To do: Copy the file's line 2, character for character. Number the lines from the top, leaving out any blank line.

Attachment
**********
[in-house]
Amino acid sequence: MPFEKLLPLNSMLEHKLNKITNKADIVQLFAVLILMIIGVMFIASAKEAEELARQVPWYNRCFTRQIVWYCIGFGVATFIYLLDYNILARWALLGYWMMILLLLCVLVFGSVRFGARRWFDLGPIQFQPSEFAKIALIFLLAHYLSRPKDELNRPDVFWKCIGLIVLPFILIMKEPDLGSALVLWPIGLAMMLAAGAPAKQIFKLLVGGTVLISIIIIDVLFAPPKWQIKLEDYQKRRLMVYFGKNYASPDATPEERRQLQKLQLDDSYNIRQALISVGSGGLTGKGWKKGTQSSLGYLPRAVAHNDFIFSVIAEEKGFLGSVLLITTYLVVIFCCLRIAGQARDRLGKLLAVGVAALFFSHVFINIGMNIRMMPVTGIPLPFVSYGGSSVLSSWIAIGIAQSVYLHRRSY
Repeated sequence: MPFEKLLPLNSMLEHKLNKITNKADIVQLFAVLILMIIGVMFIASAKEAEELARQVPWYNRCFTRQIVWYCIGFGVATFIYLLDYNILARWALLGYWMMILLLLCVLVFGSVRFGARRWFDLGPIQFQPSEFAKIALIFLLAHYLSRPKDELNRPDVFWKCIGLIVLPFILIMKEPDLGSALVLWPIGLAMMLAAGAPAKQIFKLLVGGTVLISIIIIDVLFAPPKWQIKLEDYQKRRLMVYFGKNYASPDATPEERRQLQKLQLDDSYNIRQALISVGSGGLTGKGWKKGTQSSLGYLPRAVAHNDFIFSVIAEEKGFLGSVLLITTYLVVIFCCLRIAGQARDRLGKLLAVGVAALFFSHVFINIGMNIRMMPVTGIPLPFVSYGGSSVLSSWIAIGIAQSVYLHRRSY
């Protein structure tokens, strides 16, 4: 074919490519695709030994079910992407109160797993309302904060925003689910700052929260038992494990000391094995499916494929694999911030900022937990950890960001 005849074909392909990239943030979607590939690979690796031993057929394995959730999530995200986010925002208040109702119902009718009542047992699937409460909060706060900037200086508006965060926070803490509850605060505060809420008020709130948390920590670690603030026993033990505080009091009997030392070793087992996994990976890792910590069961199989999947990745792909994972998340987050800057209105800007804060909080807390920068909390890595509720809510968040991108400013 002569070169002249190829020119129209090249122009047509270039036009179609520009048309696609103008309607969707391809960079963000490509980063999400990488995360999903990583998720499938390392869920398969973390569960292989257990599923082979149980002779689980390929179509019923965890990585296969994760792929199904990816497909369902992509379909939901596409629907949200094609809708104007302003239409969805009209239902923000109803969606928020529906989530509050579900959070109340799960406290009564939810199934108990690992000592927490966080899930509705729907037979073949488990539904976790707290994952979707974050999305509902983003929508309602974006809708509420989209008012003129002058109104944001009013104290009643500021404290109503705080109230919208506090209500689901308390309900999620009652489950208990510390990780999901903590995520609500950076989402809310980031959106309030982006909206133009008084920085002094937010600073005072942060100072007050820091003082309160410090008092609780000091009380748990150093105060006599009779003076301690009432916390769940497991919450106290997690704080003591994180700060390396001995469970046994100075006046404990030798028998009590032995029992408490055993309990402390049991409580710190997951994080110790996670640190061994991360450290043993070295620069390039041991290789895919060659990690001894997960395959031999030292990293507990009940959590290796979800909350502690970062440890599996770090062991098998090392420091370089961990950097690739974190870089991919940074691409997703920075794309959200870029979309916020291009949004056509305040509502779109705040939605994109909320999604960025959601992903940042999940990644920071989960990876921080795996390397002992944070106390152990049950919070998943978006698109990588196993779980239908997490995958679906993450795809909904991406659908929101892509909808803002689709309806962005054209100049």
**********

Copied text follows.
Amino acid sequence: MPFEKLLPLNSMLEHKLNKITNKADIVQLFAVLILMIIGVMFIASAKEAEELARQVPWYNRCFTRQIVWYCIGFGVATFIYLLDYNILARWALLGYWMMILLLLCVLVFGSVRFGARRWFDLGPIQFQPSEFAKIALIFLLAHYLSRPKDELNRPDVFWKCIGLIVLPFILIMKEPDLGSALVLWPIGLAMMLAAGAPAKQIFKLLVGGTVLISIIIIDVLFAPPKWQIKLEDYQKRRLMVYFGKNYASPDATPEERRQLQKLQLDDSYNIRQALISVGSGGLTGKGWKKGTQSSLGYLPRAVAHNDFIFSVIAEEKGFLGSVLLITTYLVVIFCCLRIAGQARDRLGKLLAVGVAALFFSHVFINIGMNIRMMPVTGIPLPFVSYGGSSVLSSWIAIGIAQSVYLHRRSY